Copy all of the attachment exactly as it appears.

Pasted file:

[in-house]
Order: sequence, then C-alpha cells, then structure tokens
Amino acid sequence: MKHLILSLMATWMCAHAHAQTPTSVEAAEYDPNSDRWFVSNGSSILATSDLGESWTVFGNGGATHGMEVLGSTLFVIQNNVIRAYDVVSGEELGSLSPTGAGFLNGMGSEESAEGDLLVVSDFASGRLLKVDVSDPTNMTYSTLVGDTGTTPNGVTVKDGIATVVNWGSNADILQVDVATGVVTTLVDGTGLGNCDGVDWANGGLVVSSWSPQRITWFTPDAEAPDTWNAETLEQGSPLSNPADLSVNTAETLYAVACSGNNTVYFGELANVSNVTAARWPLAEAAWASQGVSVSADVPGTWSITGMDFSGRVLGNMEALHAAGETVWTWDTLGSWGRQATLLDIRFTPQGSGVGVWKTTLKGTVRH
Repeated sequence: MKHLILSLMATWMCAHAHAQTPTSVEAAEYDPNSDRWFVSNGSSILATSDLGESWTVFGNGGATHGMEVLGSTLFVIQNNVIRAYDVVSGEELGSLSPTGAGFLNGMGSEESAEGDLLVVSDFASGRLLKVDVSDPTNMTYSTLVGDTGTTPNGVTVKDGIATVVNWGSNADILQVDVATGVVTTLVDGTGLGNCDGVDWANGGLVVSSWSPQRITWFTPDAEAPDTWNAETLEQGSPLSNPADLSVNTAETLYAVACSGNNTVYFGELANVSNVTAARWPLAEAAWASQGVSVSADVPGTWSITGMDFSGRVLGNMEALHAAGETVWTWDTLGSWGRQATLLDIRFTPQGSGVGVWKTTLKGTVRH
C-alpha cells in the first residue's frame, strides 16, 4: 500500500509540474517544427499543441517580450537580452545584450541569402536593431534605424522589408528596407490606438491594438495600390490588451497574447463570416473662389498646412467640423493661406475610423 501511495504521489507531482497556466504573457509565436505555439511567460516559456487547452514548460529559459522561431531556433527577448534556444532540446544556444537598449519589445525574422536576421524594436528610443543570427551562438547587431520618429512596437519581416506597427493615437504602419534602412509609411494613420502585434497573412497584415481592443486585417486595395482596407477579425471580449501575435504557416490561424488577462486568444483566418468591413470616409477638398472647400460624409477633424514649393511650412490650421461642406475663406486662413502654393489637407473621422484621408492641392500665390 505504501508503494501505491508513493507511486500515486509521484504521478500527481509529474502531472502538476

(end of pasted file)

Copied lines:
[in-house]
Order: sequence, then C-alpha cells, then structure tokens
Amino acid sequence: MKHLILSLMATWMCAHAHAQTPTSVEAAEYDPNSDRWFVSNGSSILATSDLGESWTVFGNGGATHGMEVLGSTLFVIQNNVIRAYDVVSGEELGSLSPTGAGFLNGMGSEESAEGDLLVVSDFASGRLLKVDVSDPTNMTYSTLVGDTGTTPNGVTVKDGIATVVNWGSNADILQVDVATGVVTTLVDGTGLGNCDGVDWANGGLVVSSWSPQRITWFTPDAEAPDTWNAETLEQGSPLSNPADLSVNTAETLYAVACSGNNTVYFGELANVSNVTAARWPLAEAAWASQGVSVSADVPGTWSITGMDFSGRVLGNMEALHAAGETVWTWDTLGSWGRQATLLDIRFTPQGSGVGVWKTTLKGTVRH
Repeated sequence: MKHLILSLMATWMCAHAHAQTPTSVEAAEYDPNSDRWFVSNGSSILATSDLGESWTVFGNGGATHGMEVLGSTLFVIQNNVIRAYDVVSGEELGSLSPTGAGFLNGMGSEESAEGDLLVVSDFASGRLLKVDVSDPTNMTYSTLVGDTGTTPNGVTVKDGIATVVNWGSNADILQVDVATGVVTTLVDGTGLGNCDGVDWANGGLVVSSWSPQRITWFTPDAEAPDTWNAETLEQGSPLSNPADLSVNTAETLYAVACSGNNTVYFGELANVSNVTAARWPLAEAAWASQGVSVSADVPGTWSITGMDFSGRVLGNMEALHAAGETVWTWDTLGSWGRQATLLDIRFTPQGSGVGVWKTTLKGTVRH
C-alpha cells in the first residue's frame, strides 16, 4: 500500500509540474517544427499543441517580450537580452545584450541569402536593431534605424522589408528596407490606438491594438495600390490588451497574447463570416473662389498646412467640423493661406475610423 501511495504521489507531482497556466504573457509565436505555439511567460516559456487547452514548460529559459522561431531556433527577448534556444532540446544556444537598449519589445525574422536576421524594436528610443543570427551562438547587431520618429512596437519581416506597427493615437504602419534602412509609411494613420502585434497573412497584415481592443486585417486595395482596407477579425471580449501575435504557416490561424488577462486568444483566418468591413470616409477638398472647400460624409477633424514649393511650412490650421461642406475663406486662413502654393489637407473621422484621408492641392500665390 505504501508503494501505491508513493507511486500515486509521484504521478500527481509529474502531472502538476